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Two Important Steps To Complete A Creative Work


Every creative individual has a process that helps them gain perspective on their work; and a specific audience they work to please.

Quilters use binoculars backwards to see their large masterpiece at a distance, all the while thinking about how it will look wrapped about a loved one, or hung on a wall for many to view.

Some writers lock their manuscript in a drawer for weeks or months, and then only allow themselves to read without editing, so they preserve the creative energy from the moment in which they originally wrote. Canvases can sit for years until the artist can see the strokes that are needed to finish the painting. Composers work melodies in their mind, before they write them out and begin to play them with instruments. Then they work out the kinks until the notes perform the sounds they intended.

These may seem like unrealistically long processes in today’s sound bite addicted world, however, each creation has its own creative timetable, and if we rush to make our creativity fit a deadline, we risk a satisfied completion.

That’s what happens to me when I goof up and rush a blog post. Occasionally we all flub up because we have a creative ego that charges against our better judgment, and it’s pretty darned skilled at fooling us into believing our work is complete, when it’s not yet ready for public sharing.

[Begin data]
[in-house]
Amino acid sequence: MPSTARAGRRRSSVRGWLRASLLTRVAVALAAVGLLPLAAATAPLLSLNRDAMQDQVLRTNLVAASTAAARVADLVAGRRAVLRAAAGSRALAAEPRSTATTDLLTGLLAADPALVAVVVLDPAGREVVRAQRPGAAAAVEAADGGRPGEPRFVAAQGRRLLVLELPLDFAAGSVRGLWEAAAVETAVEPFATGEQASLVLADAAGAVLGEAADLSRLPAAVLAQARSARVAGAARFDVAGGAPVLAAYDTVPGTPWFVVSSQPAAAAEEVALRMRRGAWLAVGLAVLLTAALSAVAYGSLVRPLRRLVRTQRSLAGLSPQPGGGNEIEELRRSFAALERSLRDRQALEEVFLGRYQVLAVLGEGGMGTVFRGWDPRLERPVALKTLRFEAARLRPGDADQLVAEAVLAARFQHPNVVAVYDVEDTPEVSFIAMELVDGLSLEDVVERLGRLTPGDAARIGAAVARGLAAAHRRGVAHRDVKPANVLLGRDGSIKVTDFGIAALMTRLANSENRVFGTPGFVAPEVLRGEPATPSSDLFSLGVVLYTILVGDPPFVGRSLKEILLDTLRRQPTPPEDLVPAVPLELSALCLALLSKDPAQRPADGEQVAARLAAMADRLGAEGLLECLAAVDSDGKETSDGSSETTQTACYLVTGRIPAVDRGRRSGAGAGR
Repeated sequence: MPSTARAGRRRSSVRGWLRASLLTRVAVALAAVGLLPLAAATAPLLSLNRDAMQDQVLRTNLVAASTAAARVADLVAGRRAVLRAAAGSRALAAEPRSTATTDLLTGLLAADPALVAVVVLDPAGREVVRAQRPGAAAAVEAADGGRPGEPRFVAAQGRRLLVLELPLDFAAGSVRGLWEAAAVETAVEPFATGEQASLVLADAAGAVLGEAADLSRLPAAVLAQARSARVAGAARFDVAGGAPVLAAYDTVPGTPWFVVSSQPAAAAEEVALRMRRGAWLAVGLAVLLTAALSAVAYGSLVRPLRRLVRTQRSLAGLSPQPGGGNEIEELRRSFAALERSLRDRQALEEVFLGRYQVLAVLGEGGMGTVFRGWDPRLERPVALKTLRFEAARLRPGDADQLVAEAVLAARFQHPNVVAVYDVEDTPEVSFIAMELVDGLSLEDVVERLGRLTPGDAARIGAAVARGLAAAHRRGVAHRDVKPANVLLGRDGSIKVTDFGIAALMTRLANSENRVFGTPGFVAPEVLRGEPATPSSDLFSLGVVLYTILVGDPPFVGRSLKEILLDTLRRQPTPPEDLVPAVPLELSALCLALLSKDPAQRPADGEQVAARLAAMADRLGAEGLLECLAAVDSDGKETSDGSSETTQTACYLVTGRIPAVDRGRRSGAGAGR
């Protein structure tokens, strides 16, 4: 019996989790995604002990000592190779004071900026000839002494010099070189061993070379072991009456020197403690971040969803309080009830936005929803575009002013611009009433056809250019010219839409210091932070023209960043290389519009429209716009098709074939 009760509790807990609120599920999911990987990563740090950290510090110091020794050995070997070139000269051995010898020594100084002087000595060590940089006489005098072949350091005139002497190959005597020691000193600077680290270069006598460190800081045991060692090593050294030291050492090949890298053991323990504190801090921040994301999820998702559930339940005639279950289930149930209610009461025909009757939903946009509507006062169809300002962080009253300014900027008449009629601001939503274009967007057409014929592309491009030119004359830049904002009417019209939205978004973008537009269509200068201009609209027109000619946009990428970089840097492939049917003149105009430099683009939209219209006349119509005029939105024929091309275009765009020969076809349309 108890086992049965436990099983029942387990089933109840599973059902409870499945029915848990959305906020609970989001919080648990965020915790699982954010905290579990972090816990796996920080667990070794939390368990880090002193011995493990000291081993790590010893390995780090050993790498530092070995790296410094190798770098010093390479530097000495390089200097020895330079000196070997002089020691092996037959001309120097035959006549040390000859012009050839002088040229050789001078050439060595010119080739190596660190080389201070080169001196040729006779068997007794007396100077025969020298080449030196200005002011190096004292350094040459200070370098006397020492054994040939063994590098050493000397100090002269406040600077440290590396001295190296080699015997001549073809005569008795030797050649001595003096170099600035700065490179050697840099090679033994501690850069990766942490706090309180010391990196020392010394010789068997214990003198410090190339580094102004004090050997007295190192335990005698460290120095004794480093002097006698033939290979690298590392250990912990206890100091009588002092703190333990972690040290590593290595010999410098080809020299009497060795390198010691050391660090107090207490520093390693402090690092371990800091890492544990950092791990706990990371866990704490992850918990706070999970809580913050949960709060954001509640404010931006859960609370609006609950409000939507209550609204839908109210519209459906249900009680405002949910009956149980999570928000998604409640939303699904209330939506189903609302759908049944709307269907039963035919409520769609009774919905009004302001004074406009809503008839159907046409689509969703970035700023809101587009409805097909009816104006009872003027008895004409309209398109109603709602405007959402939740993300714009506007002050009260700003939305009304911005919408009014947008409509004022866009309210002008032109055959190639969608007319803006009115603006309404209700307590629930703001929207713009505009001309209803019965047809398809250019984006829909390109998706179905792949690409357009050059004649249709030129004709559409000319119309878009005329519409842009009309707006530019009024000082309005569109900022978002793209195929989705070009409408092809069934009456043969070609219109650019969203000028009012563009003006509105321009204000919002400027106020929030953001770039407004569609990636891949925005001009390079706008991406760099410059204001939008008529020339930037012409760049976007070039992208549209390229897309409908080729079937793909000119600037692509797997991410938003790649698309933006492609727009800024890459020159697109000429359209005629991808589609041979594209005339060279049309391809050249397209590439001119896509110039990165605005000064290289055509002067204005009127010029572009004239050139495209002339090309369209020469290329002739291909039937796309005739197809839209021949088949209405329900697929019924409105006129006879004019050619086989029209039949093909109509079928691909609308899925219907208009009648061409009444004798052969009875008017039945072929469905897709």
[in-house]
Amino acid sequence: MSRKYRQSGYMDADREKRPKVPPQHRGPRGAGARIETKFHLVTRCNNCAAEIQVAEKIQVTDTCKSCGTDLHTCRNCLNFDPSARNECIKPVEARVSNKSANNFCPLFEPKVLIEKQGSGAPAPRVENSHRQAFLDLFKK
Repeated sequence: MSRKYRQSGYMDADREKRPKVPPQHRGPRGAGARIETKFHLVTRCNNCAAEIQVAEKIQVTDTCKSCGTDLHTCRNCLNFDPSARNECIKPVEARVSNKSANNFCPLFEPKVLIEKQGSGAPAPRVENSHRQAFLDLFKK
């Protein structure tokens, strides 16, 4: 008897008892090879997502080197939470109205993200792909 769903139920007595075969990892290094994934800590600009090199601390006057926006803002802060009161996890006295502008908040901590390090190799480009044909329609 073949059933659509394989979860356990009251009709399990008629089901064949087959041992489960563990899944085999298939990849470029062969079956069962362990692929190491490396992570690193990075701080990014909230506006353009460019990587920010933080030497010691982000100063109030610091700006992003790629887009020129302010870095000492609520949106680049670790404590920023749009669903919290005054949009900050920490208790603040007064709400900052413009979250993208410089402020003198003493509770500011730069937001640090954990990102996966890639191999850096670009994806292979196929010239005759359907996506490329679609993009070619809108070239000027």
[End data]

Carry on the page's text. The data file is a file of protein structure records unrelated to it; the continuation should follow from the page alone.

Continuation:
To finish a good creation you must first know your process, and second your audience. In my case when I write a post I know I can churn one out in an hour. But I don’t know it will serve my audience, not in one hour. I need a few days to think about my words, while I move through my other creative work. For me, it’s like trying on different hats and checking the mirror to see how they look. The hats are like you, my audience, and each style represents a different type of creative person. The mirror represents how my words might reflect upon you. When I’ve given my process its due course, I can begin to edit my work. And, sometimes I need more time and other editors to offer suggestions to get my point across in a clear and effective way.

Knowing how you gain your perspective, and understanding how your audience will appreciate your creation are key to making good creative work.

Sandy Nelson is a contributing blogger for JenningsWire.


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